Divorce, Iranian Style (1998)

Genres - Culture & Society  |   Sub-Genres - Law & Crime, Marriage & Commitment, Politics & Government  |   Run Time - 78 min.  |   Countries - United Kingdom   |  
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Synopsis by Sandra Brennan

Known for her insightful and intimate examinations of Japanese culture in Dream Girls and Shinjuku Boys, British documentary-maker Kim Longinotto teamed with Iranian co-director Ziba Mir-Hosseini to create this fascinating and surprising look at Iran's divorce laws. Studiously avoiding the stereotypes of Islamic fanaticism often associated with modern Iran, the film centers on three cases as they come across the tiny office desk of Judge Deldar, who generously allowed the directors to film every aspect of the cases. The first centers on Jamileh, who tells the judge that her husband mistreats her. Sixteen-year-old Ziba's husband is a good man, but she wants to be free to resume her studies, something she cannot do if she is married. Maryam wants a new husband because she claims her current husband cannot provide her with a child. After the introduction of the protagonists, Longinotto and Mir-Hosseini spend several weeks following the complainants in and outside of court as they go to great lengths to convince the patient judge to free them. Despite the fact that Islamic law contains strict, daunting guidelines for marital break-ups, Judge Deldar proves himself to be fair and even liberal in regards to making decisions for the unhappy couples.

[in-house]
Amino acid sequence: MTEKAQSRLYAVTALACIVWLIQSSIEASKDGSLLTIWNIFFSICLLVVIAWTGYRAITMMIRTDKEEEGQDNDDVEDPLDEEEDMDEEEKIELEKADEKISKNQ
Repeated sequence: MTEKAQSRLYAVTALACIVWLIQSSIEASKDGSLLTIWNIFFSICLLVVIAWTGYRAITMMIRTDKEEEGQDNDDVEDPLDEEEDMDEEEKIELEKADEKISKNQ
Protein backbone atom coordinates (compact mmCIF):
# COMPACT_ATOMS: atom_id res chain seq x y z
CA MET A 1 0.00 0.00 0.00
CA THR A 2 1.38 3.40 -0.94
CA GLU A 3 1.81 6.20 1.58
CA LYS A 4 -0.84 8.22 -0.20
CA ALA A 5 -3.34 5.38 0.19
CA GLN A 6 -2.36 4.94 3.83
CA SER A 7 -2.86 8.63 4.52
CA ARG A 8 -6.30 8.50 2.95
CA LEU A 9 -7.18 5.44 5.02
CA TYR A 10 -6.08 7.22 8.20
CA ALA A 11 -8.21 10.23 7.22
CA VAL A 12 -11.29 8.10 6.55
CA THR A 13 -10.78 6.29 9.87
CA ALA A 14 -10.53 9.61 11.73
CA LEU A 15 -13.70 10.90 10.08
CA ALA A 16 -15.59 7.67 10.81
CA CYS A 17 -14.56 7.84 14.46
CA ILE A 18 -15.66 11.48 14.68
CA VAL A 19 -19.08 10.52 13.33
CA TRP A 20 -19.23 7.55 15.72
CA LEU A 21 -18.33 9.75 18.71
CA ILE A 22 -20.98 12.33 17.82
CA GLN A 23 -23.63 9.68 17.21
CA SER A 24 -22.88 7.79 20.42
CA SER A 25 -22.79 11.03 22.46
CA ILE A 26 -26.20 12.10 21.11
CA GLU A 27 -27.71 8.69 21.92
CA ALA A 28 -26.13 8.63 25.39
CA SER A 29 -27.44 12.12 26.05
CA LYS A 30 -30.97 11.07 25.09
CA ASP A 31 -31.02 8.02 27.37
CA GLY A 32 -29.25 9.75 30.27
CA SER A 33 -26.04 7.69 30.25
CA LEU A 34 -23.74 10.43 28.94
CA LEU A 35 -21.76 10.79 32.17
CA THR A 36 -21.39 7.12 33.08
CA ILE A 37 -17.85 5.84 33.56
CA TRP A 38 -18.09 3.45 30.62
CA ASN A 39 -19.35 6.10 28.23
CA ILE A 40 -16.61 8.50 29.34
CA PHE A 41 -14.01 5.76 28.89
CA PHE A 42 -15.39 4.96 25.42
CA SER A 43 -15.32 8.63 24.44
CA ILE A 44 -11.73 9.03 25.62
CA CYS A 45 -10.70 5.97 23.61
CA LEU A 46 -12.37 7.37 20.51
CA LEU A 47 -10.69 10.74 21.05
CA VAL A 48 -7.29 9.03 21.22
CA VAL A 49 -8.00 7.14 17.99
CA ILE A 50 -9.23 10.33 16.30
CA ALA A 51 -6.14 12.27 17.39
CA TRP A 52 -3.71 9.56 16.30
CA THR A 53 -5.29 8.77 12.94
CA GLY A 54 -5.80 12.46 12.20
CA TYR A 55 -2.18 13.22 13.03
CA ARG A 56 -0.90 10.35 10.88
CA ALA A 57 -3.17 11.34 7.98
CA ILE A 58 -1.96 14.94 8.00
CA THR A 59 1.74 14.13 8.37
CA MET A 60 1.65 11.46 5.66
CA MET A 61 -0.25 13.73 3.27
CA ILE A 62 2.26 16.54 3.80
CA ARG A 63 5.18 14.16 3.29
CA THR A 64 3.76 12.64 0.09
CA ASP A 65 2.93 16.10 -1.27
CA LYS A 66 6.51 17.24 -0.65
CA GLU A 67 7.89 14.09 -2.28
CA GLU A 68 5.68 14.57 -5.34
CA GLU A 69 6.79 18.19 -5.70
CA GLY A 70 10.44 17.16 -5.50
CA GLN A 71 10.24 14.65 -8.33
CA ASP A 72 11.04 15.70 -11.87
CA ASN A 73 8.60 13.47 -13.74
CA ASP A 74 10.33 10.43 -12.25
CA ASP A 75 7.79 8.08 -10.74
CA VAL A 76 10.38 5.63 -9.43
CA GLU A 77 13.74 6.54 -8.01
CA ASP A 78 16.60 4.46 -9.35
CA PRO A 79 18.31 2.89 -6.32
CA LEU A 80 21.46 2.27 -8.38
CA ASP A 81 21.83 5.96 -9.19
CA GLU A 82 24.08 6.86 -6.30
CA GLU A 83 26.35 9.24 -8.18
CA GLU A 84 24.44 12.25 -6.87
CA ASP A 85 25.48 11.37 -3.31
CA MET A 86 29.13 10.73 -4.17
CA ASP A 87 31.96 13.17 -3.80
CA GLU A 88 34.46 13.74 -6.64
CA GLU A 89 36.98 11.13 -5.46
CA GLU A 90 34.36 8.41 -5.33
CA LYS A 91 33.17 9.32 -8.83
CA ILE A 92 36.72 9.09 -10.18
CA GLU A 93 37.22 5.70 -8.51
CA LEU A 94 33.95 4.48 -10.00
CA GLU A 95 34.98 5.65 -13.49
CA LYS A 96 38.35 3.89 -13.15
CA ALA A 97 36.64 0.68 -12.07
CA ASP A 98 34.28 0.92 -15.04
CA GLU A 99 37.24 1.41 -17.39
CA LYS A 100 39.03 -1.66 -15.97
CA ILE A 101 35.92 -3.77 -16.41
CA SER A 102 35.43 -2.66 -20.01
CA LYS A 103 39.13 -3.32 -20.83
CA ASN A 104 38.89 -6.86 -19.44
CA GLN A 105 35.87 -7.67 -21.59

childlessness, court-system, culture [social culture], divorce, Iran, judge, women